The author uses the word "immediacy" (line 39) most likely in order to express

SeonAh on September 21 at 07:22AM

Question 4

In the video, it is said that there is no sufficient and necessary indicators in the last sentence. Why do we not diagram either/or in the last sentence? When do we know to leave it out?

3 Replies

Skylar on September 21 at 10:54PM

@SeaonAh-Lee Maybe I can help.

Until you become familiar with extracting the pure logic from arguments, it can be tricky to determine when to diagram statements and when it is unnecessary or ineffective to do so. In this case, the terms "either/or" in the last sentence do not need to be diagrammed. They do not play a critical role in the argument, nor are they playing active roles in the sentence. In other words, the sentence would mean the same thing if it simply read "goods were traded for money or commodities." There is nothing meaningful to diagram here.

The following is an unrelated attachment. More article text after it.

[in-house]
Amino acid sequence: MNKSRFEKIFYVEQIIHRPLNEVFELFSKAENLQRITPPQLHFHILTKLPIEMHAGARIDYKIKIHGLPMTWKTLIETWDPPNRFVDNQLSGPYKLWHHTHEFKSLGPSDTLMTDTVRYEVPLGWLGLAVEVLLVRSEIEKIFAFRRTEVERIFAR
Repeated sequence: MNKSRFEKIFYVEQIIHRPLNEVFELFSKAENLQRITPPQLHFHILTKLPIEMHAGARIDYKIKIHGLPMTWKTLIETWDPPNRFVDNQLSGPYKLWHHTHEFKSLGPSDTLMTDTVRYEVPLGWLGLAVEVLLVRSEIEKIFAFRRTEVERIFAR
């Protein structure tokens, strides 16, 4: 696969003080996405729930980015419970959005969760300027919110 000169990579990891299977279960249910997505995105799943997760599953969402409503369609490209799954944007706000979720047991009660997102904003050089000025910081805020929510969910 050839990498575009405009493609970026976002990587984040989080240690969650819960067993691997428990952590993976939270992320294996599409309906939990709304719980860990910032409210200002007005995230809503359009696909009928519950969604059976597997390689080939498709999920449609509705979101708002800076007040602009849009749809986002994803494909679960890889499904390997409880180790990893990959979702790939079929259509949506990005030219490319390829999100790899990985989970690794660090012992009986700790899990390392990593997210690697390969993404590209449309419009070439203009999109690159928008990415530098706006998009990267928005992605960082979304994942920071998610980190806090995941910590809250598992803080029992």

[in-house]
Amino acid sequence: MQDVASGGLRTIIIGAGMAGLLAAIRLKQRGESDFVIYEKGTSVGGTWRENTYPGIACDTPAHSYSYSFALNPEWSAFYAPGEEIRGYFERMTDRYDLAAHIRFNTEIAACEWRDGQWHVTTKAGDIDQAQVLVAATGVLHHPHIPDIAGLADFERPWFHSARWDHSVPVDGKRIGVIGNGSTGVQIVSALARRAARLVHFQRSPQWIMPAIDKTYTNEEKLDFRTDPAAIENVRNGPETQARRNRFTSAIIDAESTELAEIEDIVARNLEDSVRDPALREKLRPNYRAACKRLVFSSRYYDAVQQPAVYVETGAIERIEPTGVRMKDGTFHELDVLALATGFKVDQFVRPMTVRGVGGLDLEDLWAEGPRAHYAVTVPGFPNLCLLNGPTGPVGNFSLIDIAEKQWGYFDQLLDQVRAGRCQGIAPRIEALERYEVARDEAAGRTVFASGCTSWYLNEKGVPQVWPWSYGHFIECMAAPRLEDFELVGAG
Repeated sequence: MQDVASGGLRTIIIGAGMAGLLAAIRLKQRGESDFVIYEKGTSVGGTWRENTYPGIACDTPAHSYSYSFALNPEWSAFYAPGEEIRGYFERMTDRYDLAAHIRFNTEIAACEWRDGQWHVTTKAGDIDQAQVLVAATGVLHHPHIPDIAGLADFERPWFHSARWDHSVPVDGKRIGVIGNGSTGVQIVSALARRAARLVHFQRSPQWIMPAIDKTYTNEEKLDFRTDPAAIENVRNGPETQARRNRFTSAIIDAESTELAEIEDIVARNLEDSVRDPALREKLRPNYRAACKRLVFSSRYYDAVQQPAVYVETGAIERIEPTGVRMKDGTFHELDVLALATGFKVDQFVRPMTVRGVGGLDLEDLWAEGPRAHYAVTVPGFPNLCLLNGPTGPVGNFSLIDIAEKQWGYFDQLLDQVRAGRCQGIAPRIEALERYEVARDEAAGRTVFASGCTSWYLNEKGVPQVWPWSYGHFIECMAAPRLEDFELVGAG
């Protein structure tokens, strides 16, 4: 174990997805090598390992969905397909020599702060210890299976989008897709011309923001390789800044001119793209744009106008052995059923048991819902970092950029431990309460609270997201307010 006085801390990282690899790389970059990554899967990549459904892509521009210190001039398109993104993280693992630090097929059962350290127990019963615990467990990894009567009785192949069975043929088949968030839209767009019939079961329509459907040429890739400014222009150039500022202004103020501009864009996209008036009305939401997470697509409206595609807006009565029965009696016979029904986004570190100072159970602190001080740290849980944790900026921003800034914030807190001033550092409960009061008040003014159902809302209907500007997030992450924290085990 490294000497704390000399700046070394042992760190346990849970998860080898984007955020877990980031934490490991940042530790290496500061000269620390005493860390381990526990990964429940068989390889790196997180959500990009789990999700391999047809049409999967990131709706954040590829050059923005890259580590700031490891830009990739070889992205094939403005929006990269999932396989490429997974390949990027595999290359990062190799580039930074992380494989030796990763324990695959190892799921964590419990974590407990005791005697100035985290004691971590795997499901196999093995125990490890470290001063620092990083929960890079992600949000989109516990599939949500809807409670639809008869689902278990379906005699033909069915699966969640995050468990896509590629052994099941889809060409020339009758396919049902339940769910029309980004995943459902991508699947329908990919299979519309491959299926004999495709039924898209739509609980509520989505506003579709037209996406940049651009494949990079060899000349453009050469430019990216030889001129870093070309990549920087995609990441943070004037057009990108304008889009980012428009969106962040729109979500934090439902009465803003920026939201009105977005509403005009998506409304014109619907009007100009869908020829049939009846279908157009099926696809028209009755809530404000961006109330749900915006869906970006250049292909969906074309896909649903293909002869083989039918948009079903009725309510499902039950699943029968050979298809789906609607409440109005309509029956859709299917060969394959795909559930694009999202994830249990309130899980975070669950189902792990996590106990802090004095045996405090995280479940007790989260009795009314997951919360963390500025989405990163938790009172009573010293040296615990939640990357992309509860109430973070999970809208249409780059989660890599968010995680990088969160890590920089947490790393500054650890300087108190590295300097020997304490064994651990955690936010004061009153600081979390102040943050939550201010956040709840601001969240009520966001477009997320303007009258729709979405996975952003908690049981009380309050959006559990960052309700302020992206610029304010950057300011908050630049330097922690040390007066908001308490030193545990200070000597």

However, if the sentence were to read something like "If.....then either __ or __ ," or something like "either ___ or ___ must act in this way," you will likely want to diagram it. Also, if "either/or" is ever mentioned in a rule in a logic game, you should diagram it.

Does this make sense? Please let us know if you have any other questions!

SeonAh on September 22 at 02:25AM

Makes more sense. I will try it out!

I have one more question regarding indicators.

Is the word since a sufficient or necessary indicator?

I’ve seen a lot of “since”s in the practice questions (sufficient & necessary questions) but I’m not sure how to diagram it.

Skylar Sunday at 02:00PM

@SeonAh-Lee We usually see the word "since" introducing a premise for an argument's conclusion. In some cases, it may be possible for "since" to be used to introduce an S->N statement, but be careful not to assume that it always does.